Civil Rights

Top St. Louis prosecutor files suit alleging racially motivated conspiracy to obstruct her equal-justice efforts

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St. Louis Circuit Attorney Kim Gardner filed a federal lawsuit Monday alleging the city and the police union are engaged in a racially motivated conspiracy to deny civil rights by obstructing her efforts to ensure equal justice under the law.

Gardner is among several prosecutors elected on promises to investigate police violence and reform get-tough criminal justice policies. Her lawsuit is based on the civil rights conspiracy statute passed as part of the Ku Klux Klan Act in 1871, report the Washington Post, the St. Louis Post-Dispatch and the Associated Press.

Gardner is the first African American to be elected as chief prosecutor for St. Louis.

Gardner’s lawsuit stems from the invasion-of-privacy indictment against former Missouri Gov. Eric Greitens, who was accused of taking a partially nude photo of his former mistress without her knowledge and consent. The charge was dropped in May 2018 and Greitens resigned a month later.

The charge was dropped after a judge ruled that Gardner could be called as a witness in the case against Greitens because she was present during an interview of the accuser by a case investigator. Greitens claimed that the investigator committed perjury when he didn’t take notes during the interview.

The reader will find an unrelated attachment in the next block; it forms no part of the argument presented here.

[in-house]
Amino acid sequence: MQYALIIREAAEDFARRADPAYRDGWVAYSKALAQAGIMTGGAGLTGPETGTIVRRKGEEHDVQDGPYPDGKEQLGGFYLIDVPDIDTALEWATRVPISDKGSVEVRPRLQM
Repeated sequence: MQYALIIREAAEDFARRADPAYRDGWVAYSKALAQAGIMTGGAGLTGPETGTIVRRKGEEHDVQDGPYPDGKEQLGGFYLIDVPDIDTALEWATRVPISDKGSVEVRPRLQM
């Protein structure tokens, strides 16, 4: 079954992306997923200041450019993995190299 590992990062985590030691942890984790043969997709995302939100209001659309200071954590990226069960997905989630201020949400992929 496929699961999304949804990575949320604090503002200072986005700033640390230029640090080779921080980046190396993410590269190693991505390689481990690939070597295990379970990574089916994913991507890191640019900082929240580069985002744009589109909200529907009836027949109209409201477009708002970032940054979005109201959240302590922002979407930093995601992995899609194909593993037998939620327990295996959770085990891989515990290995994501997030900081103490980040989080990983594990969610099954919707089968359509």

Police successfully sought a special prosecutor to investigate the perjury allegation. The investigator was indicted for alleged perjury based on his assertion about the notes and other statements made in a March 2018 deposition. The indictment said Gardner didn’t attempt to correct the investigator’s false statements during the deposition.

According to Gardner’s suit, “entrenched interests” mobilized to thwart Gardner’s reform efforts through a “broad campaign of collusive conduct.” The campaign included the appointment of the special prosecutor and the execution of a broad search warrant for Gardner’s files and electronic communications that went beyond the perjury case against the investigator, the suit says.

Gardner’s suit claims that the special prosecutor, Gerard Carmody, had supported her opponent in the election, and he is friends with a defense lawyer for Greitens. Both lawyers were former partners at Bryan Cave, the suit says.

The suit also says the police union threatened to reduce protection for city aldermen if they supported Gardner’s proposals to improve investigations of police misconduct.

Defendants in the case include the police union, the city of St. Louis and Carmody. The suit is being financed by Mothers Against Police Brutality.

“The true purpose of defendants’ conduct is not to charge Gardner with any crime—because they know that she has not committed any,” the suit says. “Rather, it is to thwart and impede her efforts to establish equal treatment under law for all St. Louis citizens at every turn; to remove her from the position to which she was duly elected—by any means necessary—and perhaps to show her successor what happens to circuit attorneys who dare to stand up for the equal rights of racial minorities in St. Louis.”

The police union released a statement saying the suit was “nothing more than a frantic ploy” to create a distraction from Gardner’s upcoming deposition testimony in the case against the police investigator.

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